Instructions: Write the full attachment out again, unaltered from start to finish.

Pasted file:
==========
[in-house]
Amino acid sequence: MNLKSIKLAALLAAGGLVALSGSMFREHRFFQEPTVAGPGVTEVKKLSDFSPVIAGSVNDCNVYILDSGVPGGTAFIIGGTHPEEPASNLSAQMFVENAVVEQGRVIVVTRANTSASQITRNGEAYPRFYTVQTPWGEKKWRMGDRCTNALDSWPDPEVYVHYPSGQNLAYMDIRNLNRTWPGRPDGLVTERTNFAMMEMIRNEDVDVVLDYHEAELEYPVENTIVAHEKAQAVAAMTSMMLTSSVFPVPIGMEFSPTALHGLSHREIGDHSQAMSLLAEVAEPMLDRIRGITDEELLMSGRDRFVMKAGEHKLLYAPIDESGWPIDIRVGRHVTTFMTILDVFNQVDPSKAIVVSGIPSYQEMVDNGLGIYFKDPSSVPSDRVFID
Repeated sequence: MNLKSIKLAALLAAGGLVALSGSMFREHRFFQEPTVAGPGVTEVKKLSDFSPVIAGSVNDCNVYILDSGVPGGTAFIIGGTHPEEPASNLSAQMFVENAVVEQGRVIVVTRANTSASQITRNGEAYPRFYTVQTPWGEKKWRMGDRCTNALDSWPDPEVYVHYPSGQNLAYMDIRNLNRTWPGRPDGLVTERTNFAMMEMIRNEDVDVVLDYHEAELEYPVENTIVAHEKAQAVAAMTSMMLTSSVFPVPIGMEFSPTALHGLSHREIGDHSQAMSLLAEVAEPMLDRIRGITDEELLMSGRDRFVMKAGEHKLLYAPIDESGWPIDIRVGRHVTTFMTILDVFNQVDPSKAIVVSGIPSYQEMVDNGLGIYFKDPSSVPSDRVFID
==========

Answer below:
[in-house]
Amino acid sequence: MNLKSIKLAALLAAGGLVALSGSMFREHRFFQEPTVAGPGVTEVKKLSDFSPVIAGSVNDCNVYILDSGVPGGTAFIIGGTHPEEPASNLSAQMFVENAVVEQGRVIVVTRANTSASQITRNGEAYPRFYTVQTPWGEKKWRMGDRCTNALDSWPDPEVYVHYPSGQNLAYMDIRNLNRTWPGRPDGLVTERTNFAMMEMIRNEDVDVVLDYHEAELEYPVENTIVAHEKAQAVAAMTSMMLTSSVFPVPIGMEFSPTALHGLSHREIGDHSQAMSLLAEVAEPMLDRIRGITDEELLMSGRDRFVMKAGEHKLLYAPIDESGWPIDIRVGRHVTTFMTILDVFNQVDPSKAIVVSGIPSYQEMVDNGLGIYFKDPSSVPSDRVFID
Repeated sequence: MNLKSIKLAALLAAGGLVALSGSMFREHRFFQEPTVAGPGVTEVKKLSDFSPVIAGSVNDCNVYILDSGVPGGTAFIIGGTHPEEPASNLSAQMFVENAVVEQGRVIVVTRANTSASQITRNGEAYPRFYTVQTPWGEKKWRMGDRCTNALDSWPDPEVYVHYPSGQNLAYMDIRNLNRTWPGRPDGLVTERTNFAMMEMIRNEDVDVVLDYHEAELEYPVENTIVAHEKAQAVAAMTSMMLTSSVFPVPIGMEFSPTALHGLSHREIGDHSQAMSLLAEVAEPMLDRIRGITDEELLMSGRDRFVMKAGEHKLLYAPIDESGWPIDIRVGRHVTTFMTILDVFNQVDPSKAIVVSGIPSYQEMVDNGLGIYFKDPSSVPSDRVFID